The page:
Every year businesses focus on scaling. That means less time spent on soft skills and more time spent on automation. This creates an environment that forgets the essential ingredient of long term success: people.
Every part of your business involves a person at some point. Arguably, this makes the human dimension of your company the most important deciding factor of success or failure.
No matter how big or small your business, it lives or dies on trust.
Now that the old world of “word of mouth and handshakes” has been thrown into the digital marketplace, it’s even more difficult to create genuine connections with your customers.
How can you help build trust in a digital context?
That’s Where Soft Skills Come Into The Picture
Soft skills is a broad heading that includes a lot of different techniques, mindset shifts, interpersonal skills, time management, and more. Broadly speaking it’s anything that helps you connect with other people.
Hiring for personality first, and technical ability later (because you can teach skills but you can’t teach disposition) is an integral skill for any hiring manager.
As a leader you need to be able to get your company on board with your vision in you want an effective team. Getting buy-in from your company is a soft skill.
If you are looking for investors you know that you don’t need to just find money; you need to find the right money. This is a function of finding someone who believes in the value of what you’re doing, and trusts your ability to deliver on your word. This is the world of soft skills.
If you are a salesperson looking to land more business, you need to be able to connect with a lead and help them feel like you understand their situation. Only then will the trust your advice on what will solve their problems. How quickly you can do that is part of your soft skills toolbox.
Even if you are an e-commerce / dropshipper! Soft skills are essential. You need to be able to communicate through your website’s copy and visuals to your customer. They will either trust the site with their credit card information, or they’ll just “not feel right about it” and bounce. Understanding their experience is a soft skill.
Maybe you are in the research and development team at a Fortune 500 company. You’ve just made a huge discovery that will make the company millions of dollars. You try to tell management, but they’re “just not getting it.” That is a failure of your ability to communicate the value of your discovery. And you guessed it, a failure of soft skills.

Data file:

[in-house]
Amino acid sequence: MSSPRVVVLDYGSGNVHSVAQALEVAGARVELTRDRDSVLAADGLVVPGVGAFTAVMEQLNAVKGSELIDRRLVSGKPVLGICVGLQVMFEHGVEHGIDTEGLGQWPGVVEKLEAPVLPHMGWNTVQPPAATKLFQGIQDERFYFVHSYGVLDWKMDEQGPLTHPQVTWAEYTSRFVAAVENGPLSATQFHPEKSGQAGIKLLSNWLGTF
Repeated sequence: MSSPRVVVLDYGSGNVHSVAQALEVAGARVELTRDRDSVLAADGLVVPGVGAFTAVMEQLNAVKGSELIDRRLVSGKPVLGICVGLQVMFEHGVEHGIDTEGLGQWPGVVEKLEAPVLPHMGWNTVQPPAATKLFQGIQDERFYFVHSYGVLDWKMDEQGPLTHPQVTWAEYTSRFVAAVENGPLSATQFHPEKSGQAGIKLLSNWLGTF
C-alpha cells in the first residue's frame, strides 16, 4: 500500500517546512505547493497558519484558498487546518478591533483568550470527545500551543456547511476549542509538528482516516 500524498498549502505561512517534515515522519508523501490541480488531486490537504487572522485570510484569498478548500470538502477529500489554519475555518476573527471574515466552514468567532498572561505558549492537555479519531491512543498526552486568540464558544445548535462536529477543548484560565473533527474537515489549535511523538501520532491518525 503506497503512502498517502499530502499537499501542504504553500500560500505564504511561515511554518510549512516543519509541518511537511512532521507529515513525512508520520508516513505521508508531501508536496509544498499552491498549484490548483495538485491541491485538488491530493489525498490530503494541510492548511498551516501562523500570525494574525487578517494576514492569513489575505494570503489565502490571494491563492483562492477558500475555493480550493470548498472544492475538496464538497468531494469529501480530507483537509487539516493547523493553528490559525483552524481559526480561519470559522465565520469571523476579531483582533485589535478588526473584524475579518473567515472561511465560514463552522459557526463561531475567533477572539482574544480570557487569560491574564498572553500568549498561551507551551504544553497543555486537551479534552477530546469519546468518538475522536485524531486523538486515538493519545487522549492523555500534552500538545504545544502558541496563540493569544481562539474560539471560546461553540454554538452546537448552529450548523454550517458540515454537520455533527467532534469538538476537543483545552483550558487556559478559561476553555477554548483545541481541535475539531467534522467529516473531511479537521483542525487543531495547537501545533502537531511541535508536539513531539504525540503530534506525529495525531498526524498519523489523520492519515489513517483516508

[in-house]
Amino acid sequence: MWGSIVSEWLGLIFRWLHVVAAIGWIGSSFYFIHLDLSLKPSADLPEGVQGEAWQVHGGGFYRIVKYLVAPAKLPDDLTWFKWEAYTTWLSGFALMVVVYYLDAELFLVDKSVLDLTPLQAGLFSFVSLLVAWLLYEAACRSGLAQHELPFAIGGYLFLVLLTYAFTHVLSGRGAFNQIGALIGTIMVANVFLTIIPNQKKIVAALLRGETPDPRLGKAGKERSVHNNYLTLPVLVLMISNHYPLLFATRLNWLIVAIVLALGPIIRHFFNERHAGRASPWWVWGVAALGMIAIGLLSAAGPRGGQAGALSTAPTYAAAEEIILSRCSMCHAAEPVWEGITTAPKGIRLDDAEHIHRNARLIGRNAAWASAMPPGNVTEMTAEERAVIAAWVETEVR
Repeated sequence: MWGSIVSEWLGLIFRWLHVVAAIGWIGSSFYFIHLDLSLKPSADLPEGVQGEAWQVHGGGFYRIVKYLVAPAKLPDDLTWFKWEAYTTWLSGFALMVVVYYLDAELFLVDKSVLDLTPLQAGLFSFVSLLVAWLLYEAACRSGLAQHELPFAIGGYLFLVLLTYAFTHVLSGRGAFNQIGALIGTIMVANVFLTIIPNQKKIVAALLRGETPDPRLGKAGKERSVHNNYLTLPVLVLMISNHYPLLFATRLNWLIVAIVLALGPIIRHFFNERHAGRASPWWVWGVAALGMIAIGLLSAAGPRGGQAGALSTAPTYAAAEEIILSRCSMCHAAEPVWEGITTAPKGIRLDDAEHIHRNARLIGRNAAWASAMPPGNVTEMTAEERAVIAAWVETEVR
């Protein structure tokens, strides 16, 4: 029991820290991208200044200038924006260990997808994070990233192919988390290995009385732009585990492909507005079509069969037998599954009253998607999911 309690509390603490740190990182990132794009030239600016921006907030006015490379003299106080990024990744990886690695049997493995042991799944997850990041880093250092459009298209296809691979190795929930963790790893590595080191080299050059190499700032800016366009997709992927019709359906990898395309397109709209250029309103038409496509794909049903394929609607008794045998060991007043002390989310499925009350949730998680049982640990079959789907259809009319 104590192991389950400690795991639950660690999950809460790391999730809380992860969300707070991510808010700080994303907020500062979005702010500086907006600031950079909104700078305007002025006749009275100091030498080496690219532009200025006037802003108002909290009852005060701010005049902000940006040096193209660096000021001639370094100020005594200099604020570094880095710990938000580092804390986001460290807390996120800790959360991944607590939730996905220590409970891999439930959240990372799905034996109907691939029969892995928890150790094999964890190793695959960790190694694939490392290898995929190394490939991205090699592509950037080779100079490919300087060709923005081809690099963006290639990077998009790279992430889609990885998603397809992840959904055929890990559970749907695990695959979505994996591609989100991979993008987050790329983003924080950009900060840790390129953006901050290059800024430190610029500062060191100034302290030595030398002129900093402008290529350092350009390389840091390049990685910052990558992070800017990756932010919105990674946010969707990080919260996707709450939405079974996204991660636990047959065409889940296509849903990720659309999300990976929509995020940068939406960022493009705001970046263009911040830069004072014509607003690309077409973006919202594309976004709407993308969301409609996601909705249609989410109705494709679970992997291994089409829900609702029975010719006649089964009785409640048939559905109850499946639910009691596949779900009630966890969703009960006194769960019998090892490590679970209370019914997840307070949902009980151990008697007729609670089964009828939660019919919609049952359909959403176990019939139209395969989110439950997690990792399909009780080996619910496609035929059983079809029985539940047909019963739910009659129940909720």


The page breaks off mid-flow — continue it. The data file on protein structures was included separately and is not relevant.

What, exactly, are soft skills?
People do business with the people they trust. They’re more likely to trust you if you like you. They will like you if they can understand what you’re trying to say to them. So, soft skills are the areas you need to practice in order to connect with people in less time with less effort.
Basically it’s everything that’s not technical skills.
It’s not what you say; it’s what your audience hears. This is difficult enough in person even when you can see body language, hear tone of voice, eye contact, etc.
Online it’s even more difficult when you’re staring into an unblinking lens with zero feedback about how well your message is coming across.
On the sales page communication is the most difficult since you’re relying entirely on the written word (and the reading comprehension of your customer).
One of the goals of communication is to help your audience feel a connection with you and your message. It loosely translates to “likeability” or “trust.” It’s agreement, mutual understanding, and empathy all rolled into one that makes communication easier.
One of my mentors told me there are three elements to motivation:
- You can’t motivate anyone
- Everyone is motivated
- They’re motivated for their own reasons
From a leadership perspective, the trick is to build a relationship where the employee feels comfortable explaining why they keep coming to work.
- I want to buy a house
- I’m providing for a family
- My parents need some help
Once you know why they’re showing up to work every day, you can help them understand how doing their best at work is the best strategy to achieving those goals. Now their natural motivation is aligned to the mission of the business. None of this would happen without trust, communication, and rapport.
Every successful business has processes built in for every step of the acquisition and delivery part of the company. Sometimes, however, teams can get too focused on the “how” (process) and forget the “why” (to help our customers).
When your team says things like “but we always do it this way” you’re running the risk of ignoring situations where that process doesn’t help a customer. You might even be outsourcing a lot of the pain of solving problems onto the customer just because your process demands it.
This is very bad business.
If, instead, you have a team that understands the goal, you can remain open to new ways of delivering results. This is the heart of flexibility.
Most people are resistant to change, so rewarding innovation and new ideas is a profoundly effective soft skill.
This is entwined with flexibility. Finding new ways of thinking about problems, opportunities, resources, and connections is all based on creativity, innovation, and non-linear approaches to resource management.
That’s just a fancy way of saying soft skills.
Why Are Soft Skills Important?
Hopefully I’ve already made the case clear. Every single part of your business is affected by how well (or poorly) your people can connect with each other and your customers.
If you have spent a majority of your time focusing on the technical side of your company (scale! automate! outsource!) then you have a lot of opportunity to improve things by addressing the human side of things (connect! communicate! commit!).